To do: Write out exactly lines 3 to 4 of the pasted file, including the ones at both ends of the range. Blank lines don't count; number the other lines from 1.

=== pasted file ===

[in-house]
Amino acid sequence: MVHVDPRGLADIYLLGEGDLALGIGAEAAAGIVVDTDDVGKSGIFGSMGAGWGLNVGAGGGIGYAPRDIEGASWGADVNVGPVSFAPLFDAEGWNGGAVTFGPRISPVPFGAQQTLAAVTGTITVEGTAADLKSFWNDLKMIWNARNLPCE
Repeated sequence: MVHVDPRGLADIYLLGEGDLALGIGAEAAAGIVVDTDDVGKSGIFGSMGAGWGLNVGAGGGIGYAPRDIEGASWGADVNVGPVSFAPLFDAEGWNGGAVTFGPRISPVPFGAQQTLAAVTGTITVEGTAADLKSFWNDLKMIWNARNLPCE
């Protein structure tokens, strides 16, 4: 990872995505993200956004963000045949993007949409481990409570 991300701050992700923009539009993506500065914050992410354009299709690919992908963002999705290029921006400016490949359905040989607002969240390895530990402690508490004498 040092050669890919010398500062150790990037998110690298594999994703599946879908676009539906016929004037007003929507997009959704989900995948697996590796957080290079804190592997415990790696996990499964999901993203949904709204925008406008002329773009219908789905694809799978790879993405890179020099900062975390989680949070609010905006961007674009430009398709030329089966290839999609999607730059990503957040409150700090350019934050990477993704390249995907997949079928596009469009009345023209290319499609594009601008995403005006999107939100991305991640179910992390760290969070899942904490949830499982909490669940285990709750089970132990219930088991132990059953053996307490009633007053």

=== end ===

Repeated sequence: MVHVDPRGLADIYLLGEGDLALGIGAEAAAGIVVDTDDVGKSGIFGSMGAGWGLNVGAGGGIGYAPRDIEGASWGADVNVGPVSFAPLFDAEGWNGGAVTFGPRISPVPFGAQQTLAAVTGTITVEGTAADLKSFWNDLKMIWNARNLPCE
């Protein structure tokens, strides 16, 4: 990872995505993200956004963000045949993007949409481990409570 991300701050992700923009539009993506500065914050992410354009299709690919992908963002999705290029921006400016490949359905040989607002969240390895530990402690508490004498 040092050669890919010398500062150790990037998110690298594999994703599946879908676009539906016929004037007003929507997009959704989900995948697996590796957080290079804190592997415990790696996990499964999901993203949904709204925008406008002329773009219908789905694809799978790879993405890179020099900062975390989680949070609010905006961007674009430009398709030329089966290839999609999607730059990503957040409150700090350019934050990477993704390249995907997949079928596009469009009345023209290319499609594009601008995403005006999107939100991305991640179910992390760290969070899942904490949830499982909490669940285990709750089970132990219930088991132990059953053996307490009633007053």